Improving water and nutrient management in container plant production will help the nursery industry adapt to decreasing water resources and comply with the growing number of laws and regulations regarding nursery water use, fertilizer applications, and nutrient levels in runoff (Beeson et al., 2004; Chappell et al., 2013a). Overirrigation commonly occurs for many reasons, including the belief that maintaining substrates near container capacity is necessary for maximum growth (Beeson, 2006), inefficiencies in irrigation application and poor uniformity of irrigation systems (Fare et al., 1992), and the grower preference to over—rather than under—apply water (Million et al., 2007; Yeager et al., 2010). Also, many growers apply large amounts of fertilizer out of concern that lower fertilizer applications could negatively impact growth (Owen et al., 2008; Tyler et al., 1996). The combination of excessive irrigation and high fertilizer rates often leads to significant leaching of fertilizers, which has a negative environmental impact as the leachate enters local ecosystems (Lea-Cox and Ross, 2001), and can lead to the need for additional fertilizer applications late in the production cycle.
Best management practices (BMPs) have been adopted by many growers in an effort to irrigate and fertilize more efficiently. Cyclic irrigation, which applies daily irrigation via multiple smaller applications, can be used to apply reduced irrigation volumes, and can reduce water and nutrient leaching (Fare et al., 1994; Ruter, 1998). Other BMPs for irrigation management include grouping plants by water requirements and inspecting irrigation systems for uniformity (Chappell et al., 2013a). More recently, soil moisture sensor-automated irrigation has been used to control irrigation with a variety of nursery and greenhouse crops, including Hibiscus acetosella (Bayer et al., 2013), Lantana camara (Bayer et al., 2014), Hydrangea macrophylla (van Iersel et al., 2009), Gaura lindheimeri (Burnett and van Iersel, 2008), and G. jasminoides (Chappell et al., 2013b). Until recently most sensor-controlled irrigation has been for research purposes; however, wireless sensor networks capable of controlling irrigation are being developed for implementation in commercial production (Kohanbash et al., 2013; Lea-Cox et al., 2013).
Fertilization and nutrient leaching BMPs have also been adopted, including using controlled-release fertilizers that last throughout the production period and monitoring substrate nutrient levels (Yeager et al., 2010). Less leaching can help reduce nutrient runoff, but there is concern that this may result in the buildup of salts in the substrate, which can damage roots (Bilderback, 2002). Irrigating to maintain a moderate or high leaching fraction (volume of water leached/volume of water applied) is commonly used to avoid fertilizer salt buildup in substrates. Monitoring EC can ensure that salt levels do not become excessive. The pour-through method of EC measurement is commonly used by growers (Bilderback, 2002; Chappell et al., 2013a). This method produces reliable results, but is labor intensive and can be inconvenient if samples are sent to a laboratory for analysis. In situ methods are instantaneous and provide continuous measurements allowing for a clearer picture of the impact of fertilization and irrigation, but most sensors measure the bulk EC of the soil or substrate, which is a combination of substrate/soil particles, air spaces, and substrate/soil solution. Substrate bulk EC depends on substrate water content (Scoggins and van Iersel, 2006) and is not a reliable measurement of nutrient levels in the substrate. New sensors, which measure the bulk dielectric, temperature, and bulk EC (GS3; Decagon Devices, Pullman, WA), can be used to estimate pore water EC using the Hilhorst model (Hilhorst, 2000; van Iersel et al., 2013). These sensors are affordable and provide real-time information about the growing conditions that can be used on a day-to-day basis to make irrigation and fertilization decisions.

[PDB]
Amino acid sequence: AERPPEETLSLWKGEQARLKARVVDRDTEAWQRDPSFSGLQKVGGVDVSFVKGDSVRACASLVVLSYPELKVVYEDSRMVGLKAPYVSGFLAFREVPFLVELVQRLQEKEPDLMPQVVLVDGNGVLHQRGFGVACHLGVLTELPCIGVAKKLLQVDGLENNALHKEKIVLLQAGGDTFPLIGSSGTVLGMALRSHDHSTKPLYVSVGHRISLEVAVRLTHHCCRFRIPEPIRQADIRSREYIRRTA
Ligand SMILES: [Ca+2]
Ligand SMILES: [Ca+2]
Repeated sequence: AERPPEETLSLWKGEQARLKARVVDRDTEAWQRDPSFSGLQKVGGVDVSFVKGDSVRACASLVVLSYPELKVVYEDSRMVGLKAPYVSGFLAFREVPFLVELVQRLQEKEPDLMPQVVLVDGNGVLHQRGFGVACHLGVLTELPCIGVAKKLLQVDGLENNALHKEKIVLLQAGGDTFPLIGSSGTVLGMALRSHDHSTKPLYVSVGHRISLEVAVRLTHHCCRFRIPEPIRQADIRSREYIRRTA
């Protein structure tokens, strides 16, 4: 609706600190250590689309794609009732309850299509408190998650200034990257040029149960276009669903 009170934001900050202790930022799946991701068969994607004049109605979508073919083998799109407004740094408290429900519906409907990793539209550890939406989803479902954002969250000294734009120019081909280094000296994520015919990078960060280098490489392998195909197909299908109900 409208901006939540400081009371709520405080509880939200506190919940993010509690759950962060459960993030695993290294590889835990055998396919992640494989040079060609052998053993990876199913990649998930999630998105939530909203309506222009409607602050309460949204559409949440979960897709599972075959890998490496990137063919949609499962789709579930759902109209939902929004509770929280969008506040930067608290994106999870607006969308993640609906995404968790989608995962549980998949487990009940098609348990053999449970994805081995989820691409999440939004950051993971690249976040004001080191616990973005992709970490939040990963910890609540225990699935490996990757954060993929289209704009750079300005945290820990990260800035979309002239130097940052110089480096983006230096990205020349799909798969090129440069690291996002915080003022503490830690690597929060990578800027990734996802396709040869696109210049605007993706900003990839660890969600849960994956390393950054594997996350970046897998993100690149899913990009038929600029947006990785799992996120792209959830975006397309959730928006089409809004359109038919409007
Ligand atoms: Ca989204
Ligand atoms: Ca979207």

The effects of reduced fertilizer rates and irrigation application have been examined (Fare et al., 1994; Million et al., 2007; Owen et al., 2008; Tyler et al., 1996); however, the effects of reduced irrigation volume based on plant water use and fertilizer rate have not been adequately studied. Using soil moisture sensors to irrigate based on substrate water content allows for efficient irrigation based on plant water use. The effect of sensor-controlled irrigation along with reduced fertilizer application rates on plant growth and leaching will provide further information about the potential for reducing fertilizer inputs with efficient irrigation. Our objective was to determine if fertilizer rate and irrigation volume could be applied more efficiently to reduce leachate volume and leachate nutrient content without negatively impacting growth of G. jasminoides ‘MAGDA I’. Our hypothesis was that more efficient irrigation can be combined with reduced fertilizer inputs to reduce leaching and nutrient levels in leachate without impacting plant growth; with reduced leaching, more fertilizer remains in the container and available to the plant.
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